Summer gnashes its teeth

For the last couple of days summer has gnashed its teeth in Scotland, girning and moaning in windy torrents and lashings of rain. The atmosphere has been decidedly frosty too with a cold wind making low temperatures feel even lower.

Somehow this summer weather spat is in tune with much of the political mood in a country which, on top of a referendum on leaving the European Union…

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Primed and programmed

This has been a very strange general election, coming as it does just five weeks after our local council elections. A snap election called by our Prime Minister who managed to overturn the 2011 Fixed-term Parliament Act to call it. The provisions of the Act determined that, instead of Prime Ministers calling elections at times best suited to…

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Carnival in Madeira

For a week before the parade there had been smaller local events with street entertainment in the centre of Funchal and people wandering around in costumes of various kinds, as well as community events. The sound and beat of the samba was everywhere, either live from groups of musicians, or recorded and played through speakers lodged in trees.

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Noir – author and experts

Recently, husband and I were pleased to receive an invitation to a book launch, not in the tented village of the Edinburgh book festival, but not far from it in Waterstones, the well-known book shop, at the west end of Princes Street. Lin Anderson, Tartan Noir crime novelist and co-founder of the Bloody Scotland crime writing festival, was launching another book – None but the Dead – about her forensic pathologist Rhona MacLeod, the action of this taking place on the small Orkney island of Sanday.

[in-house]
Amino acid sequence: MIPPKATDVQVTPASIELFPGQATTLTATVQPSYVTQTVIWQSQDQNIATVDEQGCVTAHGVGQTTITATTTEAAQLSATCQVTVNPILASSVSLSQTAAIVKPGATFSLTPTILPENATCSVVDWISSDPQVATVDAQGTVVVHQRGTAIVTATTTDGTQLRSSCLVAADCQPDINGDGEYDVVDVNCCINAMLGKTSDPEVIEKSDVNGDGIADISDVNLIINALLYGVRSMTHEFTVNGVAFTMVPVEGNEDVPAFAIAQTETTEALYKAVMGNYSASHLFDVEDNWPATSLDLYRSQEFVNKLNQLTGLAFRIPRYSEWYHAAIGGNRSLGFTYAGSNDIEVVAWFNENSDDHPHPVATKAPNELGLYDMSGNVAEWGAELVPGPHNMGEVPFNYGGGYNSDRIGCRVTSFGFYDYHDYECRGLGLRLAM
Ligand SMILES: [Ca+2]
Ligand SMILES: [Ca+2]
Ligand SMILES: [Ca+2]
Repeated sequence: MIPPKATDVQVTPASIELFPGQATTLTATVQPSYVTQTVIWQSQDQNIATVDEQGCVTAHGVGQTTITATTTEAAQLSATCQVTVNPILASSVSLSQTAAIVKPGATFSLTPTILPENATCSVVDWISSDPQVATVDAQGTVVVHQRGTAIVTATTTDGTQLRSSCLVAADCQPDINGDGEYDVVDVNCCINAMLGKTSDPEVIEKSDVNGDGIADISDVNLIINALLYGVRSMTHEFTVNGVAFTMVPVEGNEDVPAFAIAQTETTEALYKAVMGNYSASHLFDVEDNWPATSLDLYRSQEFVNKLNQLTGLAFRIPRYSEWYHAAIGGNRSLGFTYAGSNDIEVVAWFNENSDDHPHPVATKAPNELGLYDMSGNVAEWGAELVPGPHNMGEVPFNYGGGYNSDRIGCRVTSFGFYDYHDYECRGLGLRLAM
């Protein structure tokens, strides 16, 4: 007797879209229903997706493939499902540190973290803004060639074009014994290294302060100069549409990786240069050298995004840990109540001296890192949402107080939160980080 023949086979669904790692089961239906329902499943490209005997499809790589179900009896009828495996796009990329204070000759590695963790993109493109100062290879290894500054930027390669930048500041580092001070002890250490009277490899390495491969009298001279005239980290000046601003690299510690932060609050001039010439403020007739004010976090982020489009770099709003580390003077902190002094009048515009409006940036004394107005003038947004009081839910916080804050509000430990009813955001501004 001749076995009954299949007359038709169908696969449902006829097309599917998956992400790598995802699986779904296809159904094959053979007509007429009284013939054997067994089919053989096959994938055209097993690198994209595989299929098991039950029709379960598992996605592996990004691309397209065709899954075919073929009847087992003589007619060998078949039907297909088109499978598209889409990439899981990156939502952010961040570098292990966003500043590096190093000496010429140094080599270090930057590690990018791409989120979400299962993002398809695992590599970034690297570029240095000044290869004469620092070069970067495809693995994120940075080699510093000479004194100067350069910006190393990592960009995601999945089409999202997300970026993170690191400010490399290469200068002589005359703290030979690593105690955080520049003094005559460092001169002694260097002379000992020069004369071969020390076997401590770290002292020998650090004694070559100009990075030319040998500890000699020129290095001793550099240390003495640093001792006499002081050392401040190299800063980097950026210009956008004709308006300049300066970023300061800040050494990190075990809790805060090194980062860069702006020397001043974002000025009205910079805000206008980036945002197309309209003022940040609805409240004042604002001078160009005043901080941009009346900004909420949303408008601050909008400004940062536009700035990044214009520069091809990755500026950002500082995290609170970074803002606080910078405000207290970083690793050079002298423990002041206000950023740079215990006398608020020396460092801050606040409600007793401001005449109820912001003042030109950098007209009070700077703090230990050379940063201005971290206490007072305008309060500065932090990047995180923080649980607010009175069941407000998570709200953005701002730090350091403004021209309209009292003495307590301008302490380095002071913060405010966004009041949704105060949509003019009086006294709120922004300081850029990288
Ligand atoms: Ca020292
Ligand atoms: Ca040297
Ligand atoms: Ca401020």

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On the eleventh day of April

What is so special about the eleventh day of April? A hint. It’s not the eleventh of April this year I’m referring to.

It’s the eleventh day of April 1868. Ring any bells? Probably not — unless you live in Japan. For on the eleventh of April 1868 the era of the Tokugawa Shogunate was brought to a close with the restoration of the Emperor Meiji.

Now, before you hit the delete button and move on to another email, consider this.

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February 14th

February 14th. St Valentine’s Day. But who was St Valentine and why do we celebrate it as a lovers’ day with red hearts, roses and sloppy cards?

St Valentine was a Catholic saint, or according to some sources one of two or three, all martyred, one of whom is said to have sent a letter to his loved one (his jailor’s daughter) from his Roman prison and signed it from your Valentine.

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Exhilarating

The boat was a Turkish gulet, twenty-three metres in length, called Bonita da Madeira, made from rich coloured woods and stainless steel, with masts that soared towards the sky. At the stern, we lounged on blue plastic covered mattresses formed into a relaxing seat. The relaxing aspect was further enhanced by a glass of Madeira wine – such a welcoming gesture as well as a great promotional tool for both boat trip and wine.